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Reuniting cell families through gene expression memory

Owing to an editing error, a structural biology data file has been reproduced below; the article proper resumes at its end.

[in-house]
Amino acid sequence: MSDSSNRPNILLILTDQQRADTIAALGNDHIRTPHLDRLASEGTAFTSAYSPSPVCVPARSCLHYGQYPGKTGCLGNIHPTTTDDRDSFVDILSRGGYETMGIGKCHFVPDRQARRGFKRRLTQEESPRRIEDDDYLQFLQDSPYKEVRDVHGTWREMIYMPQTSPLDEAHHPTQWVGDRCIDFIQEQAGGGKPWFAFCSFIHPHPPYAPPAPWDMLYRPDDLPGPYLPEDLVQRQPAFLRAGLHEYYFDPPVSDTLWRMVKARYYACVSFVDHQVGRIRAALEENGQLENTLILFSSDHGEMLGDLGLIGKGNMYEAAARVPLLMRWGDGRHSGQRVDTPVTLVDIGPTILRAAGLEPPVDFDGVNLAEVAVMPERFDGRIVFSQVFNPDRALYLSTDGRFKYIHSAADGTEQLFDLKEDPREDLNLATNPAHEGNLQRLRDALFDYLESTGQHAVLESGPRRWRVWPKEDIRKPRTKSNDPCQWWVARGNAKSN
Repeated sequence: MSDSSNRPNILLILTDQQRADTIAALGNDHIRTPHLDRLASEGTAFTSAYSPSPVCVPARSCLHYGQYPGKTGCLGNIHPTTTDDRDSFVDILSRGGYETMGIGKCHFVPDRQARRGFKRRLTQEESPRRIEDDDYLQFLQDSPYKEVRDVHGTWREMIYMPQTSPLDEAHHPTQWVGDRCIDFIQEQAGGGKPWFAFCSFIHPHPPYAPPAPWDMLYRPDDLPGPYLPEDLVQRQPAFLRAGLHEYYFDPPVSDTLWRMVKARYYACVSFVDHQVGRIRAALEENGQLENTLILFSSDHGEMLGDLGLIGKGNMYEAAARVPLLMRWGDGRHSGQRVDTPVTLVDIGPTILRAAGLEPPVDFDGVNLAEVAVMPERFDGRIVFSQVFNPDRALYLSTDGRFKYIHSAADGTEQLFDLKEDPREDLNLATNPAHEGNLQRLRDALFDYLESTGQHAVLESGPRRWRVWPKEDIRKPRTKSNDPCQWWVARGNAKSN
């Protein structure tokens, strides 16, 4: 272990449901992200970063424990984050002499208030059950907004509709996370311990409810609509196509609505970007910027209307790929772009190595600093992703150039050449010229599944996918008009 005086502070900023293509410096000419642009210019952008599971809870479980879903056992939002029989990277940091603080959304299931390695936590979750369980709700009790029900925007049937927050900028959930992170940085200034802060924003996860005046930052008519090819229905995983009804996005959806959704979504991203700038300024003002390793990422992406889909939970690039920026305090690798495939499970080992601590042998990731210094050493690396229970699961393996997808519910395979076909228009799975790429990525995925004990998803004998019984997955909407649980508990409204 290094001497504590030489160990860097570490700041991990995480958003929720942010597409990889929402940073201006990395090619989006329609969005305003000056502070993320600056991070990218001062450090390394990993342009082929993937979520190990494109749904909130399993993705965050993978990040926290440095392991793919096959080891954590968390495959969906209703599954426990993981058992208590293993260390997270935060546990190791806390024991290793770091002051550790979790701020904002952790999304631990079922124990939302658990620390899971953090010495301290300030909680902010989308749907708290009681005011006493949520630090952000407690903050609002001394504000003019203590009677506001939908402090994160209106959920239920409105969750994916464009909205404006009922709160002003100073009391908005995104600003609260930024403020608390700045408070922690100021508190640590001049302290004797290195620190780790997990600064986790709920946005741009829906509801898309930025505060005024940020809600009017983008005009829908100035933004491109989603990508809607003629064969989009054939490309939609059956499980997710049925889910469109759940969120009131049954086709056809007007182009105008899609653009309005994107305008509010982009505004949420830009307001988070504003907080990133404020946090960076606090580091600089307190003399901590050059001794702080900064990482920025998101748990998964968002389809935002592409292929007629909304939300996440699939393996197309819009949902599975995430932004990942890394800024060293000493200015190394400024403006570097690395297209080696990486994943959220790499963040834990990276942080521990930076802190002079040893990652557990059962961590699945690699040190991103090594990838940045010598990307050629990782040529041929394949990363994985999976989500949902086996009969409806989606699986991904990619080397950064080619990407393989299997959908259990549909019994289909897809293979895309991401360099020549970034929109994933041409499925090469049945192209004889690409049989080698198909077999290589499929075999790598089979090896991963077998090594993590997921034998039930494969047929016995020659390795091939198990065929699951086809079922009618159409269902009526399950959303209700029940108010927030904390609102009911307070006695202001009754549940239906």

Assigning single cell transcriptomes to cellular lineage trees has transformed our understanding of differentiation during development, regeneration, and disease. However, lineage identification is technically demanding and most single cell (sc) RNA-seq datasets are devoid of lineage information. In this talk I will describe Gene Expression Memory-based Lineage Inference (GEMLI), a computational tool allowing to robustly determine cell lineages solely from scRNA-seq datasets. GEMLI allows to study heritable gene expression, to discriminate symmetric and asymmetric cell fate decisions and to reconstruct individual multicellular structures from pooled scRNA-seq datasets. In human breast cancer biopsies, GEMLI revealed previously unknown gene expression changes at the onset of cancer invasiveness. The universal applicability of GEMLI allows studying the role of cell lineage trees in a wide range of physiological and pathological contexts. GEMLI is available as an R package on GitHub.